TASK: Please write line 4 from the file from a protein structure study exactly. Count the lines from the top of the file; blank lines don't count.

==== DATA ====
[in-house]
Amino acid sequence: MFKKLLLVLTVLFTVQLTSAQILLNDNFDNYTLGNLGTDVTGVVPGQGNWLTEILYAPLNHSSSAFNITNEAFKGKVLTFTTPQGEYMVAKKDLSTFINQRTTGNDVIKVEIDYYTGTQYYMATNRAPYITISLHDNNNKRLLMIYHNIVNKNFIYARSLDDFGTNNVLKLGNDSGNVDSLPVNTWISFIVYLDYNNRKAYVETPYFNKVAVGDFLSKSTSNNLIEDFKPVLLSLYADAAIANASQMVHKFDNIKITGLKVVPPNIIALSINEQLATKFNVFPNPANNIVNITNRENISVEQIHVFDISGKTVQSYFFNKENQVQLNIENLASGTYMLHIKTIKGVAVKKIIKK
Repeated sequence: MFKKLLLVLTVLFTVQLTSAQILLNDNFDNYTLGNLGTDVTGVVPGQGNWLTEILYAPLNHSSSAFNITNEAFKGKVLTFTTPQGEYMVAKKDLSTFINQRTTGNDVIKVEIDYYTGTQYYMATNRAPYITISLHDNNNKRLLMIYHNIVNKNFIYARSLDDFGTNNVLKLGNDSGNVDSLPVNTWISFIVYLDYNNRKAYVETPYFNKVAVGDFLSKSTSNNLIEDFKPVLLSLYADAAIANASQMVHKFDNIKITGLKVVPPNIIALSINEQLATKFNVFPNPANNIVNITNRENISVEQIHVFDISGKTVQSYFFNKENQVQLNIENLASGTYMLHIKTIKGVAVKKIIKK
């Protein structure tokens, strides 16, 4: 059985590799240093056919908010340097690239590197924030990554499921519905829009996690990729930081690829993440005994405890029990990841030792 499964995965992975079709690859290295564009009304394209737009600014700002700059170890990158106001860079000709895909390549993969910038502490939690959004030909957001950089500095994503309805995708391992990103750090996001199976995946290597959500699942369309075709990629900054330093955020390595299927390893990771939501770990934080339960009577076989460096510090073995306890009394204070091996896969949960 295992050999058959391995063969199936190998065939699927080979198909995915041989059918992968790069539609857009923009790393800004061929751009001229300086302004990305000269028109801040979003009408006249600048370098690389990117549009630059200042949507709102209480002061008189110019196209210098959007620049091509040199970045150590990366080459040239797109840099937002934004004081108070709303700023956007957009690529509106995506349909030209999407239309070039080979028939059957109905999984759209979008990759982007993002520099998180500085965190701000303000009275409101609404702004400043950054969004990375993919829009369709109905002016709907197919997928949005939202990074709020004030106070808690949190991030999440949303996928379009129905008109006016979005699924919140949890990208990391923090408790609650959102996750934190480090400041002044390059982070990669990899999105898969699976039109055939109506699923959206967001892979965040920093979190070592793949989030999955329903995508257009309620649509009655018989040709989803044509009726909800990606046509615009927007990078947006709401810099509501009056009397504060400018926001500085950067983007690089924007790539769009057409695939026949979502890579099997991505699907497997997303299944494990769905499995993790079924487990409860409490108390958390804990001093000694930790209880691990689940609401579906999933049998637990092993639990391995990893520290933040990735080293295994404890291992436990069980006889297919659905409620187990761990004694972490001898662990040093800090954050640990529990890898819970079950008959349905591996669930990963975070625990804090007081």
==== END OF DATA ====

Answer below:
């Protein structure tokens, strides 16, 4: 059985590799240093056919908010340097690239590197924030990554499921519905829009996690990729930081690829993440005994405890029990990841030792 499964995965992975079709690859290295564009009304394209737009600014700002700059170890990158106001860079000709895909390549993969910038502490939690959004030909957001950089500095994503309805995708391992990103750090996001199976995946290597959500699942369309075709990629900054330093955020390595299927390893990771939501770990934080339960009577076989460096510090073995306890009394204070091996896969949960 295992050999058959391995063969199936190998065939699927080979198909995915041989059918992968790069539609857009923009790393800004061929751009001229300086302004990305000269028109801040979003009408006249600048370098690389990117549009630059200042949507709102209480002061008189110019196209210098959007620049091509040199970045150590990366080459040239797109840099937002934004004081108070709303700023956007957009690529509106995506349909030209999407239309070039080979028939059957109905999984759209979008990759982007993002520099998180500085965190701000303000009275409101609404702004400043950054969004990375993919829009369709109905002016709907197919997928949005939202990074709020004030106070808690949190991030999440949303996928379009129905008109006016979005699924919140949890990208990391923090408790609650959102996750934190480090400041002044390059982070990669990899999105898969699976039109055939109506699923959206967001892979965040920093979190070592793949989030999955329903995508257009309620649509009655018989040709989803044509009726909800990606046509615009927007990078947006709401810099509501009056009397504060400018926001500085950067983007690089924007790539769009057409695939026949979502890579099997991505699907497997997303299944494990769905499995993790079924487990409860409490108390958390804990001093000694930790209880691990689940609401579906999933049998637990092993639990391995990893520290933040990735080293295994404890291992436990069980006889297919659905409620187990761990004694972490001898662990040093800090954050640990529990890898819970079950008959349905591996669930990963975070625990804090007081």